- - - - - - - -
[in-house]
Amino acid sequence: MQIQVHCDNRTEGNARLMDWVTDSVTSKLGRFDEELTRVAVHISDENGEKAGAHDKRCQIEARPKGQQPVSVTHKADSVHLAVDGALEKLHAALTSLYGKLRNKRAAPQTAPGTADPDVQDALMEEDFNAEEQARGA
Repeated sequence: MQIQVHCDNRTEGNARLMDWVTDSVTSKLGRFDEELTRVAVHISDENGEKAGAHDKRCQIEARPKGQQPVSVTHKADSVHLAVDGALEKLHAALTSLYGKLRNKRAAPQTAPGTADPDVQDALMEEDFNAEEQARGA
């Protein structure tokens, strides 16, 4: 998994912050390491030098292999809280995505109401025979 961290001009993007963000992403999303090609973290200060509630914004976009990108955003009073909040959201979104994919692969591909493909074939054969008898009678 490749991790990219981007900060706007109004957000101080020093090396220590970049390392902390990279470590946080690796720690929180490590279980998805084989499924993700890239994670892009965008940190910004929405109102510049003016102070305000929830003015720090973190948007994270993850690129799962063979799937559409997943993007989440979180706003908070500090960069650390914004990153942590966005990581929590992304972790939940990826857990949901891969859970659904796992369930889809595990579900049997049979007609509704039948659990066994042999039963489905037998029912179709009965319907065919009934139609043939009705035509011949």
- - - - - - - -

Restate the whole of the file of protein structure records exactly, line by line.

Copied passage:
[in-house]
Amino acid sequence: MQIQVHCDNRTEGNARLMDWVTDSVTSKLGRFDEELTRVAVHISDENGEKAGAHDKRCQIEARPKGQQPVSVTHKADSVHLAVDGALEKLHAALTSLYGKLRNKRAAPQTAPGTADPDVQDALMEEDFNAEEQARGA
Repeated sequence: MQIQVHCDNRTEGNARLMDWVTDSVTSKLGRFDEELTRVAVHISDENGEKAGAHDKRCQIEARPKGQQPVSVTHKADSVHLAVDGALEKLHAALTSLYGKLRNKRAAPQTAPGTADPDVQDALMEEDFNAEEQARGA
């Protein structure tokens, strides 16, 4: 998994912050390491030098292999809280995505109401025979 961290001009993007963000992403999303090609973290200060509630914004976009990108955003009073909040959201979104994919692969591909493909074939054969008898009678 490749991790990219981007900060706007109004957000101080020093090396220590970049390392902390990279470590946080690796720690929180490590279980998805084989499924993700890239994670892009965008940190910004929405109102510049003016102070305000929830003015720090973190948007994270993850690129799962063979799937559409997943993007989440979180706003908070500090960069650390914004990153942590966005990581929590992304972790939940990826857990949901891969859970659904796992369930889809595990579900049997049979007609509704039948659990066994042999039963489905037998029912179709009965319907065919009934139609043939009705035509011949």